Introduction: Molecular heterogeneity of bladder cancer (BC) is affecting response to treatment. To test treatment response, several patient derived models have been established that may vary in their suitability to test targets. We have previously established patient derived organoids (PDO) from BC patients and found a highly conserved genomic landscape. In this analysis, we aim to investigate the cellular composition and pathway activities of this patient derived model.
Methods: We generated PDOs from more than 35 BC specimens. Based on the marker expression, we selected 5 pairs of BC and subsequent PDO to include different molecular subtypes (e.g. luminal-, basal-like). Single-cell suspensions were directed to scRNA-seq technology from 10x Genomics. For the analysis, unsupervised clustering, gene expression, as well as pathway analysis were used to compare the cell type composition and pathway activity.
Results: Overall, we observed a high degree of heterogeneity of cell type composition between BCs, between PDOs, as well as between BCs to subsequent PDOs.
Unsupervised clustering separated cancerous- as well as non-cancerous cells in BCs and PDOs in individual clusters. In most BC, both luminal-like and basal-like cells were detected. In the subsequent PDOs however, luminal-like cells were present with a higher proportion compared to basal-like cells. This was true for different luminal-like subcategories (lum-pap and lum-nonspecified).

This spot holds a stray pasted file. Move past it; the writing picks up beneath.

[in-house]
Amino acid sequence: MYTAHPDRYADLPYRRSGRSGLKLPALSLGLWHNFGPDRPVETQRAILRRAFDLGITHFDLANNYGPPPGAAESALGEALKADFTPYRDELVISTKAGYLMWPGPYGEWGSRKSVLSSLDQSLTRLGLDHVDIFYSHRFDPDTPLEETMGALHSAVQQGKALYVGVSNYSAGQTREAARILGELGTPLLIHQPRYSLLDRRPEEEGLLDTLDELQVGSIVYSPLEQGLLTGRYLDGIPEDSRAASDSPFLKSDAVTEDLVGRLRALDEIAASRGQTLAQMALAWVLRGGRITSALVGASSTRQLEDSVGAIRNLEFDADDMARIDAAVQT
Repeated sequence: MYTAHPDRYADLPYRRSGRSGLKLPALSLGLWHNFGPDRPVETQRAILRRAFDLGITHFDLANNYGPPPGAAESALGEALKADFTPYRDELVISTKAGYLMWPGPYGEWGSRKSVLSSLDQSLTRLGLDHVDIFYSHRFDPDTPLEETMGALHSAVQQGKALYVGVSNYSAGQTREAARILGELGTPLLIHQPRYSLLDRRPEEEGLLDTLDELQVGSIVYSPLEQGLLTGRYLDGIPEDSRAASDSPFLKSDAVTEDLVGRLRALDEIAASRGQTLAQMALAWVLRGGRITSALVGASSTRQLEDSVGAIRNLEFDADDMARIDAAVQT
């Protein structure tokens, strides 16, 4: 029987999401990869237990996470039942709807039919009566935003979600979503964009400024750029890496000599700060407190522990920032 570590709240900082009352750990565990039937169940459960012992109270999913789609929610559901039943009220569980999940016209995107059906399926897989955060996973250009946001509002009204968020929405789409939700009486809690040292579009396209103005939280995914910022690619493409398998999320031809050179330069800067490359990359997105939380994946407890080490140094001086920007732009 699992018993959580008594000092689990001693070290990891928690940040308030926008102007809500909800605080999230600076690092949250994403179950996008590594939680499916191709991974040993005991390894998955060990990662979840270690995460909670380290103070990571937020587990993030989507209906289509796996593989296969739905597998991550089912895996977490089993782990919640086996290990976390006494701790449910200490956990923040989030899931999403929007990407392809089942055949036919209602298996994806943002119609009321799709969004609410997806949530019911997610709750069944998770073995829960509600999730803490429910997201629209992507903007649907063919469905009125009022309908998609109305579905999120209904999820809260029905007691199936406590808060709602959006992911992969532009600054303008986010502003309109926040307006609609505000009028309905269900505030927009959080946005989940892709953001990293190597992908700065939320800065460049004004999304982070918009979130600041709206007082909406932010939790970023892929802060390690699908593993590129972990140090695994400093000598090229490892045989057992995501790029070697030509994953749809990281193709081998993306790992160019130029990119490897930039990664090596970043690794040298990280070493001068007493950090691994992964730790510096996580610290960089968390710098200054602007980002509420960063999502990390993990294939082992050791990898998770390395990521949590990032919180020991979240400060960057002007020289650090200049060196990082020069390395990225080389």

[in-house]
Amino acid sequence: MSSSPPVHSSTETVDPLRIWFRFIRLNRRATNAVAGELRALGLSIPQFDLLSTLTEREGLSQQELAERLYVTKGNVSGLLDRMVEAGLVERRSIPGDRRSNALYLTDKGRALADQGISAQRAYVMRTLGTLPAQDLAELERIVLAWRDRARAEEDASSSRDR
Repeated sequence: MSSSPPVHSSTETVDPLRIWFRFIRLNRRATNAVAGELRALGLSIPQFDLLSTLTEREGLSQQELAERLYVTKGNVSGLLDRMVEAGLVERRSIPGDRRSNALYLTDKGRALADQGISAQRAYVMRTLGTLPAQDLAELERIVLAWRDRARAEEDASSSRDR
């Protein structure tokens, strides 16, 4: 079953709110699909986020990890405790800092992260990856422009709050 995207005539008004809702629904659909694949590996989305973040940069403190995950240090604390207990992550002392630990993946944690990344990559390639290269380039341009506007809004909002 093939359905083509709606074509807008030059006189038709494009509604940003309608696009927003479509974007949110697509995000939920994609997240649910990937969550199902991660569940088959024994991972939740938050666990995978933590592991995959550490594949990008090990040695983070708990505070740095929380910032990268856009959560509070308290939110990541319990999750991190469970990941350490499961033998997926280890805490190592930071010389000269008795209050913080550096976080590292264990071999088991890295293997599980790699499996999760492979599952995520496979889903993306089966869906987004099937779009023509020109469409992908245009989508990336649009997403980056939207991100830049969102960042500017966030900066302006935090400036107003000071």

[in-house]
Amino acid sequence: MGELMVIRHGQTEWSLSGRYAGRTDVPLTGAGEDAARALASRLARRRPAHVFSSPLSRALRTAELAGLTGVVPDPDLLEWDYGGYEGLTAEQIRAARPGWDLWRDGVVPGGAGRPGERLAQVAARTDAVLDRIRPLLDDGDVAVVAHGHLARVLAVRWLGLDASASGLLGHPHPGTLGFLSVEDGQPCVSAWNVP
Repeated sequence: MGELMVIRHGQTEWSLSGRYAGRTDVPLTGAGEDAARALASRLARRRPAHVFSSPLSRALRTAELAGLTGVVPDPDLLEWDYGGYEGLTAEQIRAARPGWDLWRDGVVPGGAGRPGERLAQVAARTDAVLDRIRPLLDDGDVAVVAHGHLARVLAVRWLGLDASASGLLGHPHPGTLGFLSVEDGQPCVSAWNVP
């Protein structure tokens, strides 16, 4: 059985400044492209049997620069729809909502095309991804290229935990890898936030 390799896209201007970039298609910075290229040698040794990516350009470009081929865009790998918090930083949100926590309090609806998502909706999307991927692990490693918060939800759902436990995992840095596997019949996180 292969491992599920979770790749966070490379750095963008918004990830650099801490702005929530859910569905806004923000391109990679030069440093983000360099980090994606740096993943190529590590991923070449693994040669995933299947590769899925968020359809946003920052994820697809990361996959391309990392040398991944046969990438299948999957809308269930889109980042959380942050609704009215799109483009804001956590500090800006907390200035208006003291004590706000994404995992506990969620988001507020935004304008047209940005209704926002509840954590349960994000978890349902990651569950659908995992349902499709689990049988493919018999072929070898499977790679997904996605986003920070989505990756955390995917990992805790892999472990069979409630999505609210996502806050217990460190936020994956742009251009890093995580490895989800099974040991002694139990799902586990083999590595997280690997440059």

While immune cells (e.g. B-cells, CD4+ and CD8+ T-cells) were present in both BC and PDO samples, stromal cells (e.g. smooth muscle and endothelial cells) were absent in PDOs. Consequently, immune- and cancer cell related pathways such as interferon_gamma_response or FGFR3_signature were active in both BC and PDO. Contrarily, pathways related to stroma interactions such as angiogenesis or epithelial_mesenchymal_transition were less active in PDOs.
Conclusions: Single-cell transcriptomic profiling of parental BCs and subsequent PDOs revealed a high degree of heterogeneity in both the tumor and organoid cellular composition. Our data show preservation of immune cells in PDOs and thus suggest that organoids may even allow to investigate cellular interactions between cancer and immune cells. On the other hand, since stromal cells were mainly lost in PDOs, other models may be needed to investigate angiogenesis or epithelial mesenchymal transition.
Source of Funding: SNSF Grant Nr. 310030
Novartis Grant #19C200
grant #2017-510 of the Strategic Focal Area “Personalized Health and Related Technologies (PHRT)” of the ETH Domain